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    I used E-Z Off Oven Cleaner. The lye is the ingredient that strips it. I've also read of guys using crystal Draino, but I don't even now if you can get that anymore.

    You want to do it outside and out of the sun. It took a couple applications and then I took some green scotchbrite to finish cleaning it.

    There's some other methods that use other cleaners, I think Purple Power or something like that. Do a google search and I'm sure you'll find other ways.
     
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  11. Ironwolf

    Ironwolf Senior Member

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    I am assuming you were using some of these during your jaw excising tactics ...... :poke:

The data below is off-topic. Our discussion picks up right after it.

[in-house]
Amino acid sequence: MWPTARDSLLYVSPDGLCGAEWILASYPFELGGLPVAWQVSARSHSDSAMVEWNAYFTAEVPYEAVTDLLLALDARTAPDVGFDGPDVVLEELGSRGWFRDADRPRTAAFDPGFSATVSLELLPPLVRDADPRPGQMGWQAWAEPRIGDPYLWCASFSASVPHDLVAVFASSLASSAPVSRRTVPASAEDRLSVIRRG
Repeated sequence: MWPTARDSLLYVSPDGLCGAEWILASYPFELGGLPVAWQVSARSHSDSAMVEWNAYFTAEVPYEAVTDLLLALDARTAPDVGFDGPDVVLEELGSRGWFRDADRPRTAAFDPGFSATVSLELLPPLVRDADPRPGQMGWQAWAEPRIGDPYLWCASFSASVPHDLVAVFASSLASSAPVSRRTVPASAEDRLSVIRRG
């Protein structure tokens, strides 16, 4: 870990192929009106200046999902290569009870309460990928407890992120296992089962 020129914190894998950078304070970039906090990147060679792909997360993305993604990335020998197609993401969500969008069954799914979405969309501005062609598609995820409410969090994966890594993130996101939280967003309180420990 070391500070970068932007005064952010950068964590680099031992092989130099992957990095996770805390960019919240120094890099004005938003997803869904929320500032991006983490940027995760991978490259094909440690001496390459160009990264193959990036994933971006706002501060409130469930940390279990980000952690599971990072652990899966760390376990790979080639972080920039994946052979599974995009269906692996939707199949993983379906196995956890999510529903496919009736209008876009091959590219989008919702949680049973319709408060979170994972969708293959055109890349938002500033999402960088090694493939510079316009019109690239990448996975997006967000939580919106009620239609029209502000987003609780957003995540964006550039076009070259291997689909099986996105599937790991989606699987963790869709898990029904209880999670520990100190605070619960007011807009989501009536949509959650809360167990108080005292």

bud.jpg
     
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  12. thrashingcows

    thrashingcows Senior Member

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    I have had a few aluminum trim pieces straightened over the years....after the anodizing was removed, and the trim straightened and polished, I just left them natural and would re-polish them every year over the winter storage months. Very little effort to clean them up once they are in good shape, and as previously stated I liked the look of the natural polished aluminum.
     
  13. Ripinator

    Ripinator Senior Member

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    Mike: As you polish the trim, you also gotta move yer tounge frequently from one side of your mouth to the other. . .
     
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  14. Jeff

    Jeff Well-Known Member

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    Is there an after yet?